Tag Archives: fibromyalgia

San Diego International Comic-Con 2014 Recap

Lessons learned from SDCC 2014

In the aftermath of my first ever San Diego International Comic-Con (SDCC), I was reflecting on my experience & trying to see how to make next year even better.  I’m definitely going to come back next year! I’m still working on my daily recaps, with special focus on Hall H on Thursday & Ballroom 20 on Friday, but both posts should be up shortly.

So, I’ve broken down my experience into a few categories & listed the Pros & Cons of each.  I hope this is helpful to anyone else who is looking to go to SDCC, too.

Hotel

I thankfully selected the little box stating that I would rather be placed in a hotel along the shuttle route if my 5 choices were unavailable during the Early Bird Hotel Sale.  Staying so far from the convention center, 2nd to last stop on the red shuttle line, has its pros & cons.

SDCC 2014 Red Shuttle RoutePros:

  1. It is much cheaper than staying downtown.
  2. Once you get on the shuttle, it is a short ride.

Cons:

  1. Long waits for the shuttle, especially in the morning & after 10 PM can be at least 45 minutes.
  2. The shuttle is sometimes almost to capacity when it finally does arrive to the hotel to pick you up; you may have to wait a couple of shuttles before actually getting on a shuttle towards the convention center.

Take away from experience:

This year, I came solo to SDCC, so I bore the full cost of my hotel room.  Hopefully next year, I will be able to come with some buddies to help lessen the cost of the hotel room.  While I was thrilled to have secured a room, I will definitely try to get a hotel closer to the convention center next time.  The ability to stop by my hotel room during the day/afternoon to drop off merchandise, shower, power nap, &/or change is even more appealing to me after my 1st SDCC.   I had to take a change of clothes with me for evening plans/activities & change in the bathroom of the convention center before heading out to dinner because I didn’t have the time to wait in the line for the shuttle, get to the hotel, shower & change, wait for the shuttle again before heading out to dinner in the Gaslamp Quarter.  Due to my fibromyalgia, I get fatigued a bit sooner than most, so the idea of accessing my room without much of a wait is definitely moving my hotel situation to a higher priority for my budget next year.  I would rather buy less things & spend that money on my overall comfort while at SDCC.  Also, being able to carry less weight throughout the duration of the day will be a huge improvement & help reduce my overall fatigue level.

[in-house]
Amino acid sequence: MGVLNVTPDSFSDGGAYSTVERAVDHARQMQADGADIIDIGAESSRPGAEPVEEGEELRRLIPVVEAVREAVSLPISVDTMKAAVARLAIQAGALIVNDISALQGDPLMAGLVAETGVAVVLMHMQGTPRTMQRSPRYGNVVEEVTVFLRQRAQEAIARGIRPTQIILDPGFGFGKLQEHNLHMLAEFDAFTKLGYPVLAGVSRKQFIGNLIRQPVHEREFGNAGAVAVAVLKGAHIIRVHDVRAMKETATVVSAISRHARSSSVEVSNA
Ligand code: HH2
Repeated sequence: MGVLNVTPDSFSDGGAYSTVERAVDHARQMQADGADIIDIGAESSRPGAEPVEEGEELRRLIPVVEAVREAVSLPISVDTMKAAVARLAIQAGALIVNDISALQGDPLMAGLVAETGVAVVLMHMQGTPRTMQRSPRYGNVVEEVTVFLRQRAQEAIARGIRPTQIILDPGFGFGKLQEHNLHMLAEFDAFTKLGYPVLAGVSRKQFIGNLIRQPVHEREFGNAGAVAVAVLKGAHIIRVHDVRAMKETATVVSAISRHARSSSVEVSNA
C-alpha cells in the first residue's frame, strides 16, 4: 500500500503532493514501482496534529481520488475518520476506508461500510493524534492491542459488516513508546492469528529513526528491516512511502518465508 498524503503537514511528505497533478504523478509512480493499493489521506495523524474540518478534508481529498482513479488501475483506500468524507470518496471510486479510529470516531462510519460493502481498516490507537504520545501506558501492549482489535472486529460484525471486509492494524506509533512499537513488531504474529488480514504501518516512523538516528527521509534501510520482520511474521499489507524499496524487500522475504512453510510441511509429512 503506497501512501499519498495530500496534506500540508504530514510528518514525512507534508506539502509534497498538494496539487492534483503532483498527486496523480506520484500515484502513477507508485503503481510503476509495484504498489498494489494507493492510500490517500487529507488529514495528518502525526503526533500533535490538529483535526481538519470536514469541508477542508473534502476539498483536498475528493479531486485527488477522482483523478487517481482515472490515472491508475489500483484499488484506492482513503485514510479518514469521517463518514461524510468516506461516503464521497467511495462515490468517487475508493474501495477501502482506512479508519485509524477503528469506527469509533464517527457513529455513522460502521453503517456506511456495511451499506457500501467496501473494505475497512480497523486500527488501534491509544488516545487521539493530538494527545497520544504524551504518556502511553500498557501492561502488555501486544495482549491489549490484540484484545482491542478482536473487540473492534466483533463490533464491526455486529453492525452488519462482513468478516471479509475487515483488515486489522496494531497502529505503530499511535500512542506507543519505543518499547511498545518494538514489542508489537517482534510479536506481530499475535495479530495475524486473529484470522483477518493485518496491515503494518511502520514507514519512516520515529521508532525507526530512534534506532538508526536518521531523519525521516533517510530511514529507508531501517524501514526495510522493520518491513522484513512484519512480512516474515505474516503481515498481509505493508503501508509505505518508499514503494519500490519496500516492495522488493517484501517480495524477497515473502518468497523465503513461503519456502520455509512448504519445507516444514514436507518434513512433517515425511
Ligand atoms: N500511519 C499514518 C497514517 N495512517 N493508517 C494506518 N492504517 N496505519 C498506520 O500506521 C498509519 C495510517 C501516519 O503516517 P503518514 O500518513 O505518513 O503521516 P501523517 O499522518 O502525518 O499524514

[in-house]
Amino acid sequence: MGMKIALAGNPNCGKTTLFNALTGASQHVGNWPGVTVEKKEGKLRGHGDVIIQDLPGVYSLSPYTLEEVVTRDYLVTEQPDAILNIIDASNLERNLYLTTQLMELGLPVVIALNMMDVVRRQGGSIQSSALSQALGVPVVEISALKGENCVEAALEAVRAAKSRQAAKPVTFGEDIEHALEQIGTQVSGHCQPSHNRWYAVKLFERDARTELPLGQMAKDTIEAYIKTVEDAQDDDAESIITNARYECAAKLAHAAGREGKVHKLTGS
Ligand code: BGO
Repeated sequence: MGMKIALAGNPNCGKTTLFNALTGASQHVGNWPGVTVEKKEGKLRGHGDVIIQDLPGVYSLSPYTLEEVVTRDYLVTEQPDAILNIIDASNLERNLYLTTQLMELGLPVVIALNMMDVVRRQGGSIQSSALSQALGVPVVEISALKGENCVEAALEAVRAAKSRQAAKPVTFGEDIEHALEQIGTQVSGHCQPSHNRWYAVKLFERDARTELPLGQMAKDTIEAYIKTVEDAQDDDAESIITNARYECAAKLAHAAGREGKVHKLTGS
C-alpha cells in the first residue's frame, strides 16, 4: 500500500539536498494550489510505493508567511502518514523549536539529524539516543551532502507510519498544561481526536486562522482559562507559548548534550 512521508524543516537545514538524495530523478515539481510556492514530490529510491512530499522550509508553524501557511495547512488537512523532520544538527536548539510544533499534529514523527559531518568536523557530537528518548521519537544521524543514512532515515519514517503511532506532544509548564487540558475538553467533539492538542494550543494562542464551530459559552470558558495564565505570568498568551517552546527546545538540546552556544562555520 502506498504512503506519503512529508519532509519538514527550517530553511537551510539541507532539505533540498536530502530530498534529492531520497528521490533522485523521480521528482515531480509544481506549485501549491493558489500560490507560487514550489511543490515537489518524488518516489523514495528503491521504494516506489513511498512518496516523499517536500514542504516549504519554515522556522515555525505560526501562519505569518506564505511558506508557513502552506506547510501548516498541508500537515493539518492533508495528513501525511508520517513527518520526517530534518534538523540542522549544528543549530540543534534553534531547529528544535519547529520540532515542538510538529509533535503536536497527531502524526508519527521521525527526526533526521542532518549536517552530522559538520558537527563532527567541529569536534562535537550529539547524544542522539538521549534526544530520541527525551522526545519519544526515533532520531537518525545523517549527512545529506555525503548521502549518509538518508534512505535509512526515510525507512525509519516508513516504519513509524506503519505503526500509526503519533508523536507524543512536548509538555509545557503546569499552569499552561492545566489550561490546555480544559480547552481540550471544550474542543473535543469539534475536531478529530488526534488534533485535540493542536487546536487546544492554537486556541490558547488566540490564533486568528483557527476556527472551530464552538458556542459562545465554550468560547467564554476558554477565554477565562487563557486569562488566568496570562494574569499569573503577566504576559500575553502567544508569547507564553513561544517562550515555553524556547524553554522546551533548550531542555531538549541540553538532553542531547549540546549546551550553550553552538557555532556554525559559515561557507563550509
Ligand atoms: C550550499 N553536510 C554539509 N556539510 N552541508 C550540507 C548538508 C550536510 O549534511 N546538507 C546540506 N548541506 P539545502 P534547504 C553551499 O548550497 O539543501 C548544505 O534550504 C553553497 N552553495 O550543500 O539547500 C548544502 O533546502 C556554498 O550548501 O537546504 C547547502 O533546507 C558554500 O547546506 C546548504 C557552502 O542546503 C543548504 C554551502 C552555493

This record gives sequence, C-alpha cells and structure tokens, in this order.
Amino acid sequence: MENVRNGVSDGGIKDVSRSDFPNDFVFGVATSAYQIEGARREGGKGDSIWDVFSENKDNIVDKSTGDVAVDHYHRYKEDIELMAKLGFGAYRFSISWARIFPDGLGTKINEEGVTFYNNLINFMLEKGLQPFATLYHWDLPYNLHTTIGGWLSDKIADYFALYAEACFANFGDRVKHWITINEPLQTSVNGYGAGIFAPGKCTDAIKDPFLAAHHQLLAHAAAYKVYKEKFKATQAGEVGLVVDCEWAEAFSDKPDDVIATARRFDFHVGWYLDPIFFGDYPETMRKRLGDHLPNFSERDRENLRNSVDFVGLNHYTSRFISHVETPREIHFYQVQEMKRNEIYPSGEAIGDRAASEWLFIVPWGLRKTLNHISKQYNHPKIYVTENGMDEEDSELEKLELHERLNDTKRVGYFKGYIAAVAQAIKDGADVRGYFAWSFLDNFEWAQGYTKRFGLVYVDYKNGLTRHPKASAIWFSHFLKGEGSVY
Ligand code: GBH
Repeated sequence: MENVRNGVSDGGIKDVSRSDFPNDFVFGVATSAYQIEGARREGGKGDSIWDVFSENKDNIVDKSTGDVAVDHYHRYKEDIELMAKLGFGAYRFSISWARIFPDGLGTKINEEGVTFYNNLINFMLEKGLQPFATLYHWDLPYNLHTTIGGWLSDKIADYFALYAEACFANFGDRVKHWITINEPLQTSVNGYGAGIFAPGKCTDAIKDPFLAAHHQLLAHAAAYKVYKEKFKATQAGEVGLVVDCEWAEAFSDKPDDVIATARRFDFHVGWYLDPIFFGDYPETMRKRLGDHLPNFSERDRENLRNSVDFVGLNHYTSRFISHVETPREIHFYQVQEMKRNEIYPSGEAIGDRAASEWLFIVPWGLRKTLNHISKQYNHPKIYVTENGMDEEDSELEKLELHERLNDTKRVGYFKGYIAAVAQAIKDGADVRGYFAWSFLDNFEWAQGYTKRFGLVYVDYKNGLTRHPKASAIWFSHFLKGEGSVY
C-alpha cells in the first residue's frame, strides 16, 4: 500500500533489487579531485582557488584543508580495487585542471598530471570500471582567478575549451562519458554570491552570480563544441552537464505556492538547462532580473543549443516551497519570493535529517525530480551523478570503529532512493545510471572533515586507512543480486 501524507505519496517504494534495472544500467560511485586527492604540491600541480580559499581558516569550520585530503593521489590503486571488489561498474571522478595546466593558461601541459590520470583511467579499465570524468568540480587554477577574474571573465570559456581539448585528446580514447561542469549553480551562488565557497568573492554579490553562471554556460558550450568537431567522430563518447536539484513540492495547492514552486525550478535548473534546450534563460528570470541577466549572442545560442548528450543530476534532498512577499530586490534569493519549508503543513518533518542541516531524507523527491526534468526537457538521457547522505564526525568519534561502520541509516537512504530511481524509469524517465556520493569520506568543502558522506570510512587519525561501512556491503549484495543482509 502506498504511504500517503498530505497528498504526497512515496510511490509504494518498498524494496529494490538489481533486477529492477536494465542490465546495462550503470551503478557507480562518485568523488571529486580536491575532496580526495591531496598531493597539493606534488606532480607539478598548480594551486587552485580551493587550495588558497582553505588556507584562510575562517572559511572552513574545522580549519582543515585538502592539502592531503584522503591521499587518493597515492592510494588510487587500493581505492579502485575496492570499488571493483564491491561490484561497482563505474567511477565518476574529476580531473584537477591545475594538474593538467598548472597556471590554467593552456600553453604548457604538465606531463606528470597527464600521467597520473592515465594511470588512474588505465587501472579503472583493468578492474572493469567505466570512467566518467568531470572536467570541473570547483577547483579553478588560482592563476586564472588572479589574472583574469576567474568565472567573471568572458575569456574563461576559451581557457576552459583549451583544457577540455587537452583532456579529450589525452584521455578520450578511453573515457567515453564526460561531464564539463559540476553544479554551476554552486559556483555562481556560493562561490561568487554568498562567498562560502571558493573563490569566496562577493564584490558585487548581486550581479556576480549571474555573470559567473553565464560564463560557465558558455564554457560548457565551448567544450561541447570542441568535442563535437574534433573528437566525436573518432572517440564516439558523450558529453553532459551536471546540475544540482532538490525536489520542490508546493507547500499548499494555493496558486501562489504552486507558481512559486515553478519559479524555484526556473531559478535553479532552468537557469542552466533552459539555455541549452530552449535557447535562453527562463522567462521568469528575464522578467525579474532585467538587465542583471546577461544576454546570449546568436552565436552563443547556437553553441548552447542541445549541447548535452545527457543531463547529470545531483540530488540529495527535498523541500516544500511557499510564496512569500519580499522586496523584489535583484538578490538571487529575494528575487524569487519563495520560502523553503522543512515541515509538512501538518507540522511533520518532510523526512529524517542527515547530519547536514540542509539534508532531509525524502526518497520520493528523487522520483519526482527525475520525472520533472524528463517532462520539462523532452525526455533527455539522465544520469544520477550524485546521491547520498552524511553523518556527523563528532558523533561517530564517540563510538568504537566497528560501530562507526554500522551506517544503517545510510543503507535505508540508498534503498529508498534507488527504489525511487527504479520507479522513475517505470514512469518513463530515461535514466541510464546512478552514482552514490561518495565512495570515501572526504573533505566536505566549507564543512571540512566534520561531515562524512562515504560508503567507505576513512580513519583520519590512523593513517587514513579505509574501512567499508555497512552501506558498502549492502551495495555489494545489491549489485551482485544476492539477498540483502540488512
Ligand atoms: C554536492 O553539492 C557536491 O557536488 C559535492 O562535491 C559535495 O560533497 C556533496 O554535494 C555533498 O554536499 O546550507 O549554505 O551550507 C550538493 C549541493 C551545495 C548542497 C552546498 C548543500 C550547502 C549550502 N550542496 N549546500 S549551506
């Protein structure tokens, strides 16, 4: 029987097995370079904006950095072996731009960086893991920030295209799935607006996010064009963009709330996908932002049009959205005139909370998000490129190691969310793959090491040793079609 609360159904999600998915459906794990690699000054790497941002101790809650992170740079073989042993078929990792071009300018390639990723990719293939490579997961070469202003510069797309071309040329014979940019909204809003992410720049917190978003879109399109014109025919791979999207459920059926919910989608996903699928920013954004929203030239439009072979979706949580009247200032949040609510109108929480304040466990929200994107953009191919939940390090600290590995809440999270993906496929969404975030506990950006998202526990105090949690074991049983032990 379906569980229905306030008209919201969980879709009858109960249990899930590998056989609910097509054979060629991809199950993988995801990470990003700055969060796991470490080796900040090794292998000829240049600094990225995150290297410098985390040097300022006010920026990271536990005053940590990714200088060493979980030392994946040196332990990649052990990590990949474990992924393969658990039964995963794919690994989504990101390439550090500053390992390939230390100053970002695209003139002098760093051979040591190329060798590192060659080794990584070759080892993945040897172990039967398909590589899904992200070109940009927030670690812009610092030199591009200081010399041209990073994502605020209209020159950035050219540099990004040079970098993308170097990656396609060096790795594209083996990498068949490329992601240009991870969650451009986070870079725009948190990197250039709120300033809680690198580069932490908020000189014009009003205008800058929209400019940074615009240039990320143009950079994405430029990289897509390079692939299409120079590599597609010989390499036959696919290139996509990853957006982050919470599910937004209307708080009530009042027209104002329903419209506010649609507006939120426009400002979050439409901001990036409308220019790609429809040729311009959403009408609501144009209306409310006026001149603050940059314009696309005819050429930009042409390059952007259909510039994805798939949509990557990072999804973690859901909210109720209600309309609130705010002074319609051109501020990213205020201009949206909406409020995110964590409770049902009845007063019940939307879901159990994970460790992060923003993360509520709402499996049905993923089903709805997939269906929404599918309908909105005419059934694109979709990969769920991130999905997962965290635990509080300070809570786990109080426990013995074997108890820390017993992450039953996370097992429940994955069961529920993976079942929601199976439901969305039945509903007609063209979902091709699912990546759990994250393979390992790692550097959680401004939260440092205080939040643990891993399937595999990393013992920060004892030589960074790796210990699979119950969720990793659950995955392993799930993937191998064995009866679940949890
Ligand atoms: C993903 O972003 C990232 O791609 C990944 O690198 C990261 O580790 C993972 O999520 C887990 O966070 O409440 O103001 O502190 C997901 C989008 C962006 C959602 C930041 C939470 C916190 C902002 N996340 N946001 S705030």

Cosplaying

I decided to cosplay as part of my first SDCC in order to try to get the most out of the experience.  This was also my first time cosplaying, so I was a bit nervous.  I described my process trying to decide on who to cosplay as in a previous post <click here to check it out!> & I’ll be posting about the details of each cosplay I wore while at SDCC in an upcoming post.

Pros:

  1. You definitely fit in.
  2. You can interact with fellow SDCC-goers on a different level.
  3. It is fun running into or meeting others who are cosplaying.

Cons:

  1. It can get intensely hot while outdoors & then a bit chilly once inside in the air conditioning or in the evening.  I met a woman who was cosplaying as the Black Widow in a full black pleather body suit.  She almost melted in the sun waiting for the Indigo panels.
  2. Depending on what components your cosplay entails, you may be carrying accessories all day long while navigating the masses on the exhibition floor & in lines. I met a woman who had an almost life–sized TARDIS on wheels.  Initially I thought that was a great idea, until the impracticality of it was brought to my attention: she needed to check it into the coat-check because it was near impossible for her to go anywhere with it.  Come to think of it, how did she get to the convention center with it?!